For most of his life, the idea that he might seek German citizenship “would have been utterly laughable,” Goldberg wrote.

“I’m British through and through,” he added, and “I can’t deny that a rare England football victory against Germany always brings a special satisfaction.”

Brexit, though, “has changed the way I think.”

As a German citizen, Goldberg would have the right to work and travel freely across 27 nations without any visa requirements, as does any other EU citizen.

“That might well come in handy if I decide to wind down my radio career on an English language station in, say, Mallorca,” in Spain, he wrote. “Even more importantly, my three young daughters would share the same entitlement.”

But “it’s not such a straightforward calculation,” Goldberg also wrote. “Sure, I can get a passport which might conceivably make life easier for myself and my children. But only if I adopt the nationality of the country that murdered most of my dad’s family.”

Yet getting German citizenship can also feel like reclaiming a part of one’s identity, Rabbi Julia Neuberger, a member of the British House of Lords, argued in an essay she wrote after the Brexit referendum.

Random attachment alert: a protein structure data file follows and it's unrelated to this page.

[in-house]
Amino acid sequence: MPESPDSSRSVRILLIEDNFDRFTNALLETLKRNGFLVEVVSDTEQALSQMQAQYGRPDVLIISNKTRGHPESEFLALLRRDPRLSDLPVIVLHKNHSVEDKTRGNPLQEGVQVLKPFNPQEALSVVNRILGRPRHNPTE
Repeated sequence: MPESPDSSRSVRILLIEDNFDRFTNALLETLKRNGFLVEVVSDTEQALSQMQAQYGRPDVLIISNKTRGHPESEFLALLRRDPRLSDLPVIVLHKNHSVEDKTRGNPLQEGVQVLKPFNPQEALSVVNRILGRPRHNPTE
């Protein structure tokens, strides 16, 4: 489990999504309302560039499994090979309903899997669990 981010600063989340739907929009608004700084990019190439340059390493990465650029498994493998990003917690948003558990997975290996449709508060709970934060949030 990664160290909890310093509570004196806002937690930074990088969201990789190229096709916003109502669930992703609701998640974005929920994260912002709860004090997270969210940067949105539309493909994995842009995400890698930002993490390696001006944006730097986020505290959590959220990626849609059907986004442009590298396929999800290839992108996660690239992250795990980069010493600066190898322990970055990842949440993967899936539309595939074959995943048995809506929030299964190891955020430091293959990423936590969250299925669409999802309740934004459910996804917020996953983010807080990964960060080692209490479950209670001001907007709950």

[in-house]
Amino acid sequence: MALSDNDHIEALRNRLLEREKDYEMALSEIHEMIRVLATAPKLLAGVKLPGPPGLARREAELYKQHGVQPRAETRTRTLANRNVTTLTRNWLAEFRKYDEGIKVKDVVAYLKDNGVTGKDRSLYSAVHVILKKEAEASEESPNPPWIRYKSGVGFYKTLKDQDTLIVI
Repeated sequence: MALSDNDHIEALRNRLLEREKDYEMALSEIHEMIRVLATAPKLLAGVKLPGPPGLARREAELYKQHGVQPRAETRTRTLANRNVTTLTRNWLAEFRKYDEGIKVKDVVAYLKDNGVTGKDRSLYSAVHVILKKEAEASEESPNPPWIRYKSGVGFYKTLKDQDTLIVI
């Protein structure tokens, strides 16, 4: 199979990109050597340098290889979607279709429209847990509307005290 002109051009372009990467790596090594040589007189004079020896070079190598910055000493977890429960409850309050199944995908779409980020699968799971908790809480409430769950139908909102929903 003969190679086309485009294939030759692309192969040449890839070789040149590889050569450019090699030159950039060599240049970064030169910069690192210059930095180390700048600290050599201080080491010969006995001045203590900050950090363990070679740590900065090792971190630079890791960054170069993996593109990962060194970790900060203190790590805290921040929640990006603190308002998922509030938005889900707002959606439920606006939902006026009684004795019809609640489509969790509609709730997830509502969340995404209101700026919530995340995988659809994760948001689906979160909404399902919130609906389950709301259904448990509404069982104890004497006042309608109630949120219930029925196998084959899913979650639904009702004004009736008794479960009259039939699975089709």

“It doesn’t make me any less British, but it does allow me to reclaim a bit of my history,” Neuberger, whose mother was a refugee from Germany, wrote in The Guardian. “It also declares a belief in Europe, an admiration for how Germany has dealt with its Nazi past, and a real belief that [German Chancellor Angela] Merkel’s welcome of migrants was both right and brave.”

Still, dilemmas about the subject are “causing internal debates, with some passionate disagreements” among many British Jews who may claim German and Austrian citizenship, Newman, 44, told the Jewish Telegraphic Agency.

Newman, who has two children, personally is grappling with a related dilemma.

He is entitled to a Polish passport through his mother. But a recent Polish law that outlaws blaming the Polish nation for Nazi crimes “creates a serious moral dilemma” for Newman, he said. The law, he added, “places limitations on studying the Holocaust and I’m not sure that’s something I can agree to and just become a citizen of a country that does that.”

For Jews especially, Brexit is not the only uncertainty making foreign citizenship look appealing in Britain, where anti-Semitic incidents have reached record levels for the third year straight in 2018.

According to a survey from September, almost 40 percent of British Jews would “seriously consider emigrating” if Labour Party leader Jeremy Corbyn, often accused of condoning or promoting anti-Semitism, became prime minister.

Also making Jews uncomfortable is the nativist sentiment that begot Brexit (harassment of foreigners for speaking languages other than English has become commonplace in the United Kingdom).

This means that applying for a foreign citizenship is not always socially convenient, Perry, the applicant for a Portuguese passport, conceded.

“But in London, which is very cosmopolitan, this is not really an issue,” he added. “I speak openly about seeking a foreign passport as a result of Brexit.”

Yet, upon hearing that Goldberg, the Jewish journalist, is seeking German citizenship, one of his closest friends told him: “You’d be a traitor, wouldn’t you?”